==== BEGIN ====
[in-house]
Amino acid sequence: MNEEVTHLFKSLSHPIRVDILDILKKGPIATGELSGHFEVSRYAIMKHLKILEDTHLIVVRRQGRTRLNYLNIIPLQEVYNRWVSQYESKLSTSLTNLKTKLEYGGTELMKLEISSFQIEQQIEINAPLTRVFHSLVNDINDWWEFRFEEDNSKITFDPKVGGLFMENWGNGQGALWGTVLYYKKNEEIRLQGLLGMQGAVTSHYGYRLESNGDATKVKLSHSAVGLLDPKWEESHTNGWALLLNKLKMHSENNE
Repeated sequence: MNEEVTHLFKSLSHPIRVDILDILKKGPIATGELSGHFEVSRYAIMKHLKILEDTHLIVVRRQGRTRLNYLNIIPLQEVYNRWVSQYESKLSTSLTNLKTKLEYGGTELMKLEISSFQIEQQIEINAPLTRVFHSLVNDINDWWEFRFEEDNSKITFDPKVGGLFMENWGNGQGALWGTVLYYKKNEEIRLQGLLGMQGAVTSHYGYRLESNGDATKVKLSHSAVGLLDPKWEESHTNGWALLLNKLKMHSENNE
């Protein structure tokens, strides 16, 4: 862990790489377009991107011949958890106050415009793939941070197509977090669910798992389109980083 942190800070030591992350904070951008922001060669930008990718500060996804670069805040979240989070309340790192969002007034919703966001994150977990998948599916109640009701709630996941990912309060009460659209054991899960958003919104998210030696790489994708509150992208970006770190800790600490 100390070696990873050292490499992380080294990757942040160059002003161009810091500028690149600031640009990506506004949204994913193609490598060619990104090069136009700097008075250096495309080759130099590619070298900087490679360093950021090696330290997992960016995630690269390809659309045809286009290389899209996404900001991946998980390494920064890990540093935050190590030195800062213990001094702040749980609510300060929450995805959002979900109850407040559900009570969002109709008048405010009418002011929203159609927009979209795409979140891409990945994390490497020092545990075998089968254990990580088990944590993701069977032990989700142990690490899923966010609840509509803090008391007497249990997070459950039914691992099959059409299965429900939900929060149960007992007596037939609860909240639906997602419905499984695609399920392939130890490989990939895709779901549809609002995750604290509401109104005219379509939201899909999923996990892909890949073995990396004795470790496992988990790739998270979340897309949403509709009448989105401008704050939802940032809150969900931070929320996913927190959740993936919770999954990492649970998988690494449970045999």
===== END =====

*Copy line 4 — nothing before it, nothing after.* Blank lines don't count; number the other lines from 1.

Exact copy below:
């Protein structure tokens, strides 16, 4: 862990790489377009991107011949958890106050415009793939941070197509977090669910798992389109980083 942190800070030591992350904070951008922001060669930008990718500060996804670069805040979240989070309340790192969002007034919703966001994150977990998948599916109640009701709630996941990912309060009460659209054991899960958003919104998210030696790489994708509150992208970006770190800790600490 100390070696990873050292490499992380080294990757942040160059002003161009810091500028690149600031640009990506506004949204994913193609490598060619990104090069136009700097008075250096495309080759130099590619070298900087490679360093950021090696330290997992960016995630690269390809659309045809286009290389899209996404900001991946998980390494920064890990540093935050190590030195800062213990001094702040749980609510300060929450995805959002979900109850407040559900009570969002109709008048405010009418002011929203159609927009979209795409979140891409990945994390490497020092545990075998089968254990990580088990944590993701069977032990989700142990690490899923966010609840509509803090008391007497249990997070459950039914691992099959059409299965429900939900929060149960007992007596037939609860909240639906997602419905499984695609399920392939130890490989990939895709779901549809609002995750604290509401109104005219379509939201899909999923996990892909890949073995990396004795470790496992988990790739998270979340897309949403509709009448989105401008704050939802940032809150969900931070929320996913927190959740993936919770999954990492649970998988690494449970045999």